EUGENE, Ore. - Behind the scenes at the Bailey Hill Market, Thomas Lo Sciuto makes his Zesty Pretz brand of seasoned pretzels.
"I'm actually the only one that knows the recipe," the 19-year-old entrepreneur said, "and I don't have it written down anywhere. It's all in my head."
And in people's mouths.
"The other day I had a kid walk into a party I didn't know with Zesty Pretz and that was probably the coolest, the coolest moment that I've ever had," he said.
The Churchill High School grad hatched his business idea with his cousin Sean McSweeney before finishing school.
"The idea for the pretzel business has been a two-year process here," he told KVAL News. "I started it in high school, and then people really liked them.
"I started going to LCC and read a couple of magazine articles - in Forbes and Inc. - about starting a business right out of high school as opposed to going to business school first," he said. "So I decided that it's probably the best time of my life to try to step out on a limb and try something."
The first bags went on sale at the market, where he mixes the spices and pretzels together.
Now his product is for sale at in Springfield, Marcola, Eugene, La Pine - even Eastern Oregon.
"Just through people getting the email off the back of the bag, that's what's been happening," he said.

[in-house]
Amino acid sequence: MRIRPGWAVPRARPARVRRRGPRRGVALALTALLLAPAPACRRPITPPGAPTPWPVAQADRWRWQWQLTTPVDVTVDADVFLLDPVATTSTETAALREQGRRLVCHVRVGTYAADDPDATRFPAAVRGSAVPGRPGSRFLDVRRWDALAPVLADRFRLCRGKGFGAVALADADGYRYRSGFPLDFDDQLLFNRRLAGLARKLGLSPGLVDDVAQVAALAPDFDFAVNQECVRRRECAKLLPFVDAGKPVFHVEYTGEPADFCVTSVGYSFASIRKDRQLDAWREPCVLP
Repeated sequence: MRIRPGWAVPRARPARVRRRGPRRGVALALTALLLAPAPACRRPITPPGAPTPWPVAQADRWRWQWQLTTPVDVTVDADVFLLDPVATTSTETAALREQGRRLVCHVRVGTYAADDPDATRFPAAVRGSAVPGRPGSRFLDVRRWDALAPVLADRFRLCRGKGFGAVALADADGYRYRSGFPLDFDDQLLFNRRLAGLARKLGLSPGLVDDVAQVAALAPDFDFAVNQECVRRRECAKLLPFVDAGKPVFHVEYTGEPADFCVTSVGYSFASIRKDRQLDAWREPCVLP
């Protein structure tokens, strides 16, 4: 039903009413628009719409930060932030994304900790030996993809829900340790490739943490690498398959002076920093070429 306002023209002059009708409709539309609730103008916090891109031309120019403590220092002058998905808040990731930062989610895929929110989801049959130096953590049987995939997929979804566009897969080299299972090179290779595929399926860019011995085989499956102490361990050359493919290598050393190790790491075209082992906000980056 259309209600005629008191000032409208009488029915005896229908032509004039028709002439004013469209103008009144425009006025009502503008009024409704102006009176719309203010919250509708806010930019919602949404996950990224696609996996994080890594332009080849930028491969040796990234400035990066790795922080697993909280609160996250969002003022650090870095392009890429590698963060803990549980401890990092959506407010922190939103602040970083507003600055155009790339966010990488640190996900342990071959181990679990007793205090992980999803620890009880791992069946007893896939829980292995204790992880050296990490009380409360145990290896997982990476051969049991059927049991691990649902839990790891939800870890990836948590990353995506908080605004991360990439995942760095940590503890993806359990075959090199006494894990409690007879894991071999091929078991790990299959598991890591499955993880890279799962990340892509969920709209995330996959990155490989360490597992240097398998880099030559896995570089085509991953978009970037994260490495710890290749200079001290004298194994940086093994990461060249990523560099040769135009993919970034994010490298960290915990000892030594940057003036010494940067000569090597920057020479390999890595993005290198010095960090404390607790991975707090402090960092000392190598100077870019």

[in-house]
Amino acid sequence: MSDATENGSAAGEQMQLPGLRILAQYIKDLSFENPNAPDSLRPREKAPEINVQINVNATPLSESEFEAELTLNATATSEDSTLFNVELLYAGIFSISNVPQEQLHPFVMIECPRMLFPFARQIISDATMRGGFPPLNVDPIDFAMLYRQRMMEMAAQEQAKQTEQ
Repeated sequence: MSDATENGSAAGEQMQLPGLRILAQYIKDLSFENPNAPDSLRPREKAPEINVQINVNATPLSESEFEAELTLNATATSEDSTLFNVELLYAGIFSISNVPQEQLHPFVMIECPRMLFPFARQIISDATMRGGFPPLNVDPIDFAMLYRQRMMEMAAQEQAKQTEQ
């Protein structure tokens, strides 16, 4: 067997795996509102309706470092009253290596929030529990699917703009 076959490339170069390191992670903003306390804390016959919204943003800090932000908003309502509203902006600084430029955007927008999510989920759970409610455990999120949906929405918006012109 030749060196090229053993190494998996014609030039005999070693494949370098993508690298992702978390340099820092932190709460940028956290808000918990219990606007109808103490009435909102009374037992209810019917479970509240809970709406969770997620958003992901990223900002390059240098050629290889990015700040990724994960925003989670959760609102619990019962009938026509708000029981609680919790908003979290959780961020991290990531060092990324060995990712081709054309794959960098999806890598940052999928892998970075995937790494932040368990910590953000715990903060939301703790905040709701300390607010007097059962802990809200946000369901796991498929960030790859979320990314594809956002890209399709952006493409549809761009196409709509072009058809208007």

And he continues to take notes from successful enterpreneurs who started small.
"I think Bill Gates said that all successful businesses give back to charity, and it's just kind of a karma type thing. And I think that the best way to grow the business is to help everyone around you," he said.
So at this summer's Blues and Brews event benefiting Habitat for Humanity, Lo Sciuto plans to donate a quarter of his sales.
Lo Sciuto also talks local, local, local when discussing his business practices - and future plans.
"We've been really lucky because it's ridiculously hard to find local products, I've learned, that are cost-effective and you can actually use in a business," he said. "Right now, the only thing I can't get locally is my bags, the packaging bags. Everything else is done local, from local sources, local distributors, trying to put as much money back into the local economy as possible and try to be as earth friendly as possible as well with the organic, free-trade spices."
His vision for economic development reaches beyond Eugene, too.
"If we were to expand further up into Portland and get a base up there, the idea would be to try to grab a designer from Portland or distributors in Portland, not only to be more cost-effective but to try to keep a circle of cash flow in the local economy and hopefully create jobs with that too.
"Big dreams for someone who works in a convenience store," he said, "but that's kind of the idea, the goal of it.
"I really like where it's gone," he added, "and I think I like where it's going."